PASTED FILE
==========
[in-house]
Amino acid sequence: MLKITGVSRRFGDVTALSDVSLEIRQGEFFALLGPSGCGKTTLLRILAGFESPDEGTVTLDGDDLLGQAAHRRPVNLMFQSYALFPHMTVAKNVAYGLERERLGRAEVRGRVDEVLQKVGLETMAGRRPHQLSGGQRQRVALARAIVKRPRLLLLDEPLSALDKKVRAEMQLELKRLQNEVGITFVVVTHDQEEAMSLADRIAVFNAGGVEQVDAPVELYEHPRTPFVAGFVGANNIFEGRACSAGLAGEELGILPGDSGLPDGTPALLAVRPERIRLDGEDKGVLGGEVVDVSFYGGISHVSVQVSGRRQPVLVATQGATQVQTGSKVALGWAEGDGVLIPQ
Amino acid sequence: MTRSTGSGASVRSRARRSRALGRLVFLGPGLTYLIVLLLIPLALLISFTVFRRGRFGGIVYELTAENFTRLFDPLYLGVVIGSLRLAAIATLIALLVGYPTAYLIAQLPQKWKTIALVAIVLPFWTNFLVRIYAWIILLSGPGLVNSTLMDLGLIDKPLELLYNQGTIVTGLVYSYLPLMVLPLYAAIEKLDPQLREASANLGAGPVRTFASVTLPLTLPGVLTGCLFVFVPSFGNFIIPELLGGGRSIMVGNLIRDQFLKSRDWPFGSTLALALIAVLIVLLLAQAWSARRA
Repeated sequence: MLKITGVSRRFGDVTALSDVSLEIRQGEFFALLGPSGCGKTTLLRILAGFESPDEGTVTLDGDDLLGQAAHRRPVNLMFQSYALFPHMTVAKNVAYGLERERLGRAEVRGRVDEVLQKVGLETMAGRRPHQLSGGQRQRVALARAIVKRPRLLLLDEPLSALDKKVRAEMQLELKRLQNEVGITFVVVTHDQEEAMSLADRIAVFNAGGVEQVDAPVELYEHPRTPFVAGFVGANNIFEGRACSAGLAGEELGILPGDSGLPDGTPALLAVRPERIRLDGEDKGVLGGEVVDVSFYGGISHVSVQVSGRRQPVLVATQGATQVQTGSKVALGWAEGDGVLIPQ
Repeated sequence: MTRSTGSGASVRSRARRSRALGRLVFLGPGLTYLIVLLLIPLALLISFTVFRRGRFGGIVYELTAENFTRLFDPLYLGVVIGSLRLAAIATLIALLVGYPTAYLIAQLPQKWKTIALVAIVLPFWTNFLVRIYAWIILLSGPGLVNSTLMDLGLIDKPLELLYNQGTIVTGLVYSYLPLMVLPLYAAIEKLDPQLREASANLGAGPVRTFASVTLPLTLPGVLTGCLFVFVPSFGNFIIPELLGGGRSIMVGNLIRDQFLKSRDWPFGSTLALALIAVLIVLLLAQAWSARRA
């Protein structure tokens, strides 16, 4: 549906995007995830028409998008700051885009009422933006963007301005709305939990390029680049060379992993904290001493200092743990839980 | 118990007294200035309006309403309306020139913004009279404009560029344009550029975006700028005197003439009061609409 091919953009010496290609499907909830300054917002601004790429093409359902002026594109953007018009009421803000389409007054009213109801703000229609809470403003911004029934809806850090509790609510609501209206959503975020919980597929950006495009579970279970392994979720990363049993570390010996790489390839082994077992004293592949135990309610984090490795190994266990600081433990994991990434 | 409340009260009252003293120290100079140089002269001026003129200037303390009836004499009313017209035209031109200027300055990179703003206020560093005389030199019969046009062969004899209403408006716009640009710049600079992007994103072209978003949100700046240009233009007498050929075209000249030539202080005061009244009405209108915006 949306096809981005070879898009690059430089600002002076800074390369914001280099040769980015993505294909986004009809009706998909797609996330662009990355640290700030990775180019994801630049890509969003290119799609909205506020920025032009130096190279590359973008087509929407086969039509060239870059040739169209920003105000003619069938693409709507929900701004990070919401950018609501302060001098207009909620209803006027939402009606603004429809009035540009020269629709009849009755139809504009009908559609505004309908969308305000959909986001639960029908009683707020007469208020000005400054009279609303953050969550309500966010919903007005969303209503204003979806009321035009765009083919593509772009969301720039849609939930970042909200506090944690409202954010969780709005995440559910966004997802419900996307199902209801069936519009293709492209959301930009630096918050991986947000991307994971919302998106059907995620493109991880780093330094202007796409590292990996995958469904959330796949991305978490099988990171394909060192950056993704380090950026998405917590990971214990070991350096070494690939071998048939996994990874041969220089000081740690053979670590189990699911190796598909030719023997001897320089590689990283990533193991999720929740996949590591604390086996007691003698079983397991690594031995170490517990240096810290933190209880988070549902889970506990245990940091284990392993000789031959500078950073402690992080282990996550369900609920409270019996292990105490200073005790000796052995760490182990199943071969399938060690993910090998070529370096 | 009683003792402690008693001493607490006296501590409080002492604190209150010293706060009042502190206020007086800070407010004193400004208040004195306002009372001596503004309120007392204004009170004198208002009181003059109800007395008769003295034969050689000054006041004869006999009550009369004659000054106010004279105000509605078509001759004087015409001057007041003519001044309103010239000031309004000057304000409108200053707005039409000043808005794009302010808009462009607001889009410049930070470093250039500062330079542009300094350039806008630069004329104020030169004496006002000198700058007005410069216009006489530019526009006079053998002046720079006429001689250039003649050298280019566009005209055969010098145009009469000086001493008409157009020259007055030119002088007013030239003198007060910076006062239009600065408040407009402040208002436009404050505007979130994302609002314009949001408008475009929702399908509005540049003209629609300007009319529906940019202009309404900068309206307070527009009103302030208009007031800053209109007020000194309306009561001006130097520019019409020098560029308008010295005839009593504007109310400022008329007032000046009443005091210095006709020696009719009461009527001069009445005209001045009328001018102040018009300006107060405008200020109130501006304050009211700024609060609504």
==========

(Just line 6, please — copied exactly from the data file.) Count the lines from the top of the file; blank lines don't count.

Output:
């Protein structure tokens, strides 16, 4: 549906995007995830028409998008700051885009009422933006963007301005709305939990390029680049060379992993904290001493200092743990839980 | 118990007294200035309006309403309306020139913004009279404009560029344009550029975006700028005197003439009061609409 091919953009010496290609499907909830300054917002601004790429093409359902002026594109953007018009009421803000389409007054009213109801703000229609809470403003911004029934809806850090509790609510609501209206959503975020919980597929950006495009579970279970392994979720990363049993570390010996790489390839082994077992004293592949135990309610984090490795190994266990600081433990994991990434 | 409340009260009252003293120290100079140089002269001026003129200037303390009836004499009313017209035209031109200027300055990179703003206020560093005389030199019969046009062969004899209403408006716009640009710049600079992007994103072209978003949100700046240009233009007498050929075209000249030539202080005061009244009405209108915006 949306096809981005070879898009690059430089600002002076800074390369914001280099040769980015993505294909986004009809009706998909797609996330662009990355640290700030990775180019994801630049890509969003290119799609909205506020920025032009130096190279590359973008087509929407086969039509060239870059040739169209920003105000003619069938693409709507929900701004990070919401950018609501302060001098207009909620209803006027939402009606603004429809009035540009020269629709009849009755139809504009009908559609505004309908969308305000959909986001639960029908009683707020007469208020000005400054009279609303953050969550309500966010919903007005969303209503204003979806009321035009765009083919593509772009969301720039849609939930970042909200506090944690409202954010969780709005995440559910966004997802419900996307199902209801069936519009293709492209959301930009630096918050991986947000991307994971919302998106059907995620493109991880780093330094202007796409590292990996995958469904959330796949991305978490099988990171394909060192950056993704380090950026998405917590990971214990070991350096070494690939071998048939996994990874041969220089000081740690053979670590189990699911190796598909030719023997001897320089590689990283990533193991999720929740996949590591604390086996007691003698079983397991690594031995170490517990240096810290933190209880988070549902889970506990245990940091284990392993000789031959500078950073402690992080282990996550369900609920409270019996292990105490200073005790000796052995760490182990199943071969399938060690993910090998070529370096 | 009683003792402690008693001493607490006296501590409080002492604190209150010293706060009042502190206020007086800070407010004193400004208040004195306002009372001596503004309120007392204004009170004198208002009181003059109800007395008769003295034969050689000054006041004869006999009550009369004659000054106010004279105000509605078509001759004087015409001057007041003519001044309103010239000031309004000057304000409108200053707005039409000043808005794009302010808009462009607001889009410049930070470093250039500062330079542009300094350039806008630069004329104020030169004496006002000198700058007005410069216009006489530019526009006079053998002046720079006429001689250039003649050298280019566009005209055969010098145009009469000086001493008409157009020259007055030119002088007013030239003198007060910076006062239009600065408040407009402040208002436009404050505007979130994302609002314009949001408008475009929702399908509005540049003209629609300007009319529906940019202009309404900068309206307070527009009103302030208009007031800053209109007020000194309306009561001006130097520019019409020098560029308008010295005839009593504007109310400022008329007032000046009443005091210095006709020696009719009461009527001069009445005209001045009328001018102040018009300006107060405008200020109130501006304050009211700024609060609504």